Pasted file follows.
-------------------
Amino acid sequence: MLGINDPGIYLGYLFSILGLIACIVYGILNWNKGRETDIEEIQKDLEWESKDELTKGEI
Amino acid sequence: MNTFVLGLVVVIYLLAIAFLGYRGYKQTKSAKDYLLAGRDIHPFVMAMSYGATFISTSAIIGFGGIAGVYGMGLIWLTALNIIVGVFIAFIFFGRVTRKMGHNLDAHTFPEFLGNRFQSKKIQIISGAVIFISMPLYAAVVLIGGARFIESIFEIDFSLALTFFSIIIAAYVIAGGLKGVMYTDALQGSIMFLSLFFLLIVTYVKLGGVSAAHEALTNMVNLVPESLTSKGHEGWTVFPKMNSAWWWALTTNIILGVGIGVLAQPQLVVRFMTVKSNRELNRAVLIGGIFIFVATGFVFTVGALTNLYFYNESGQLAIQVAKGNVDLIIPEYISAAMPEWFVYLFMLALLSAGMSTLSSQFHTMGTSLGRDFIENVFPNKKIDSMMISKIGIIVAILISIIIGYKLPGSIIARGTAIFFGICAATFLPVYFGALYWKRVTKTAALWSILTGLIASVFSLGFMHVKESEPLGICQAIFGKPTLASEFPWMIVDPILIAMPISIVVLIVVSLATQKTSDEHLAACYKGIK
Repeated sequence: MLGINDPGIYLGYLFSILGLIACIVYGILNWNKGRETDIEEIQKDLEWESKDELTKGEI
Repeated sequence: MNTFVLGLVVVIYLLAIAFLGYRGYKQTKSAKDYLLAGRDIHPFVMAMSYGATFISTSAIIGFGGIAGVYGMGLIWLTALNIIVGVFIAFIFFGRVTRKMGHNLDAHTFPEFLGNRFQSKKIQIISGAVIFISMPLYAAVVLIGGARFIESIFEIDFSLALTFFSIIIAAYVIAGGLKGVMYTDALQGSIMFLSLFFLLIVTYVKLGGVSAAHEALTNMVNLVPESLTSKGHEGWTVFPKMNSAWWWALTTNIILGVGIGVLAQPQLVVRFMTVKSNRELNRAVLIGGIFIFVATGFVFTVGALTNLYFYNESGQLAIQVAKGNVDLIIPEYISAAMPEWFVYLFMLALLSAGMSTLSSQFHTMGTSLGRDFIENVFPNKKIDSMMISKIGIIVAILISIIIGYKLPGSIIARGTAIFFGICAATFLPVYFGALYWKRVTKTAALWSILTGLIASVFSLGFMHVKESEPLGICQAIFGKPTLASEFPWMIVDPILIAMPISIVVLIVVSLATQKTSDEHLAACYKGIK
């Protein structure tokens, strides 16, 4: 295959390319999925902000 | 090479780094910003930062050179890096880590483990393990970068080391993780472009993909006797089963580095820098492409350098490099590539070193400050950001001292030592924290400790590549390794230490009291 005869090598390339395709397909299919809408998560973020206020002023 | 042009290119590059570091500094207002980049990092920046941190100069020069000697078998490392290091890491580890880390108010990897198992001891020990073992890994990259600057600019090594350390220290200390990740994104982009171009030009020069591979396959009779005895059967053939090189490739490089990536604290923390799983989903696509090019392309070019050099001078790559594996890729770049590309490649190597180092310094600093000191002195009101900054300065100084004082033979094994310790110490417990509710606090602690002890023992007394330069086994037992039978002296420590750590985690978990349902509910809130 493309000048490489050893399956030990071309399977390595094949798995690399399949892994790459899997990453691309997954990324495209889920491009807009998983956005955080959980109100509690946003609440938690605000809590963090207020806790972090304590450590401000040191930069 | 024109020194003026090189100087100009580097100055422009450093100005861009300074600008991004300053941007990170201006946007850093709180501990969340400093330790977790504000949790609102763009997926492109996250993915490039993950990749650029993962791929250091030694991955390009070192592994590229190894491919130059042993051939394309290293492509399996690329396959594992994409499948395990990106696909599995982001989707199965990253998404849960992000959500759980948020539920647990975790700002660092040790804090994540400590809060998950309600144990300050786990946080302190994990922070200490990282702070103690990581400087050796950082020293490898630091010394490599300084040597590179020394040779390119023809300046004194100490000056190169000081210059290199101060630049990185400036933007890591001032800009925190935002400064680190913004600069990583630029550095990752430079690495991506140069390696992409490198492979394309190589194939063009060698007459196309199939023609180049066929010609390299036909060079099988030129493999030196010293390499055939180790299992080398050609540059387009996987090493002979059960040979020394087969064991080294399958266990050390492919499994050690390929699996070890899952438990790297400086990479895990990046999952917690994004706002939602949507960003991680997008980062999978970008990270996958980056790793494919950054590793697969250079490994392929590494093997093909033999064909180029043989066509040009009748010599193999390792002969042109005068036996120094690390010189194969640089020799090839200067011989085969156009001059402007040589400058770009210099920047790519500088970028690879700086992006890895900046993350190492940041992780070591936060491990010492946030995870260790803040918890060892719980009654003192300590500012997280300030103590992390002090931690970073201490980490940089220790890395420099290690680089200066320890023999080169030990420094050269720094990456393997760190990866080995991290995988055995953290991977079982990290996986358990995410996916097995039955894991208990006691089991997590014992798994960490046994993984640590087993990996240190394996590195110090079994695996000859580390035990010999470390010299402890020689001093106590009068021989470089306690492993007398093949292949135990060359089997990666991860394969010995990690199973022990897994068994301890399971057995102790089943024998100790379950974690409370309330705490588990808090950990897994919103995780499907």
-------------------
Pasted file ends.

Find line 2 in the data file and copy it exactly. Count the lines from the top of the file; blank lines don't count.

Amino acid sequence: MNTFVLGLVVVIYLLAIAFLGYRGYKQTKSAKDYLLAGRDIHPFVMAMSYGATFISTSAIIGFGGIAGVYGMGLIWLTALNIIVGVFIAFIFFGRVTRKMGHNLDAHTFPEFLGNRFQSKKIQIISGAVIFISMPLYAAVVLIGGARFIESIFEIDFSLALTFFSIIIAAYVIAGGLKGVMYTDALQGSIMFLSLFFLLIVTYVKLGGVSAAHEALTNMVNLVPESLTSKGHEGWTVFPKMNSAWWWALTTNIILGVGIGVLAQPQLVVRFMTVKSNRELNRAVLIGGIFIFVATGFVFTVGALTNLYFYNESGQLAIQVAKGNVDLIIPEYISAAMPEWFVYLFMLALLSAGMSTLSSQFHTMGTSLGRDFIENVFPNKKIDSMMISKIGIIVAILISIIIGYKLPGSIIARGTAIFFGICAATFLPVYFGALYWKRVTKTAALWSILTGLIASVFSLGFMHVKESEPLGICQAIFGKPTLASEFPWMIVDPILIAMPISIVVLIVVSLATQKTSDEHLAACYKGIK